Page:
The elephant shark (Callorhinchus milii) is a fascinating fish that is not actually a shark, although it is fairly closely related. They are cartilaginous fish but belong to the subclass Holocephali, rather than Elasmobranchii which includes sharks and rays. The common name for this subclass is chimera, appropriately enough since it includes some very odd fishes.
In appearance elephant sharks are bizarre looking. Their body is similar to that of a dogfish but they have a fleshy extension on their faces that gave them their name. The function of this trunk like snout is still unknown but it is probably for digging up or detecting food items in the sea bed.
They are not very large, reaching a maximum length of about forty inches although most are much shorter. The average length of mature elephant sharks is a modest two and a half feet. They are a subdued mottled brown colour, probably for camouflage purposes.
The elephant shark diet appears to mainly consist of molluscs, in particular clams. This would explain their trunk, used to get at burrowing food items. They have also been known to eat other invertebrates such as jellyfish. Since they are not adapted for fast swimming it is unlike they eat many, if any, bony fish.
In turn elephant sharks feature in the diets of larger predators. These include ourselves and elephants sharks are fairly heavily fished, both commercially and recreationally. In spite of this they do not appear to be in any danger. The IUCN has classed this species as of ‘least concern’ and populations appear to be stable.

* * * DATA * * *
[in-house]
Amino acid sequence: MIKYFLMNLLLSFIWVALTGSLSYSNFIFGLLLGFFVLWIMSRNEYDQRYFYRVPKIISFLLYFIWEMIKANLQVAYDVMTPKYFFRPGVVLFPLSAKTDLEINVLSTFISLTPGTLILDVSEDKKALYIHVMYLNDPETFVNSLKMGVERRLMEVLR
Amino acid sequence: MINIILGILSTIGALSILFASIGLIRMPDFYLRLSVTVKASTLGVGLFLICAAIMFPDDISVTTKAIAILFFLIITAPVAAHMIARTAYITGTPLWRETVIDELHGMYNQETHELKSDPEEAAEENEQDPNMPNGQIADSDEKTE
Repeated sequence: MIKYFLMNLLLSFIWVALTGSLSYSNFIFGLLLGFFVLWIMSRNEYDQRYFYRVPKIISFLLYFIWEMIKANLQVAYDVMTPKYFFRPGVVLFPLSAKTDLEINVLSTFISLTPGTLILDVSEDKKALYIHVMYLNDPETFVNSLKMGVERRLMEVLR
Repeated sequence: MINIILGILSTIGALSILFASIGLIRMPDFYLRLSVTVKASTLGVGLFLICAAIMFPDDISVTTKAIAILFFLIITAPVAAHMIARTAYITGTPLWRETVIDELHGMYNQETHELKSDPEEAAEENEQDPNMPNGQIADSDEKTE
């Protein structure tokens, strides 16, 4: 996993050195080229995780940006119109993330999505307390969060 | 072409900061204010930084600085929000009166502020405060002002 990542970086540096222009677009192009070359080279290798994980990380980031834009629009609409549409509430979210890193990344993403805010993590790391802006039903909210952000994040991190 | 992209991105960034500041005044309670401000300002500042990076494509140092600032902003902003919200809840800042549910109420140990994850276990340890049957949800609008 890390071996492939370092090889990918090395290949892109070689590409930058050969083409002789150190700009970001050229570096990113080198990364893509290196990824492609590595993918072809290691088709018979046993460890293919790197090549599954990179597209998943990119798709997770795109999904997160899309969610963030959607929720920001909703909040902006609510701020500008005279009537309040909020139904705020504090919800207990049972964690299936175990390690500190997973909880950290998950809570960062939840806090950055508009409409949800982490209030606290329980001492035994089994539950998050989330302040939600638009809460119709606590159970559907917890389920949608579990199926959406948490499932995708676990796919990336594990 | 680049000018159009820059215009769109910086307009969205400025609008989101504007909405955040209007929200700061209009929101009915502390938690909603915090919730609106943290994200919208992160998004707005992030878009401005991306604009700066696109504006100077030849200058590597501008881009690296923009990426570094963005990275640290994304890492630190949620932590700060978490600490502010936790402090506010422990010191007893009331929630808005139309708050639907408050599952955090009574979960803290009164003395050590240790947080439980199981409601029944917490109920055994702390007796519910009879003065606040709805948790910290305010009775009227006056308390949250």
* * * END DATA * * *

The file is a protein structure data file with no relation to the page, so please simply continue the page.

One of the reasons that, unlike many cartilaginous fish, elephants sharks are not endangered is because they are fairly fast breeders. Females lay eggs in shallow waters each year over the course of a few weeks. It does take the juveniles a few years to reach maturity but this is compensated for by reasonably long life spans. Tagging has revealed the maximum age reached to be at least fifteen years.
Little is known about their social behaviour but elephant sharks appear to segregate themselves by gender for most of the time. Fisheries report catching mainly either males or females each time. This is a behaviour shared with many sharks, and the reason for it is uncertain.
It has recently been discovered that elephant sharks have two unusual features that are not immediately apparent. They have eyes similar to ours, with the same cones used to see colour. Also their genome is an interesting one. It is the shortest of the cartilaginous fishes and, strangely, is closer to our own than a bony fish’s genome. This is unusual because humans are in fact more closely related to bony fishes than cartilaginous ones.
With stable populations and part of their range extending into marine reserves, elephant sharks are in no great danger. Solving the many mysteries about their behaviour and physiology is going to be much easier with plentiful stocks of a fish not seriously affected by human behaviour.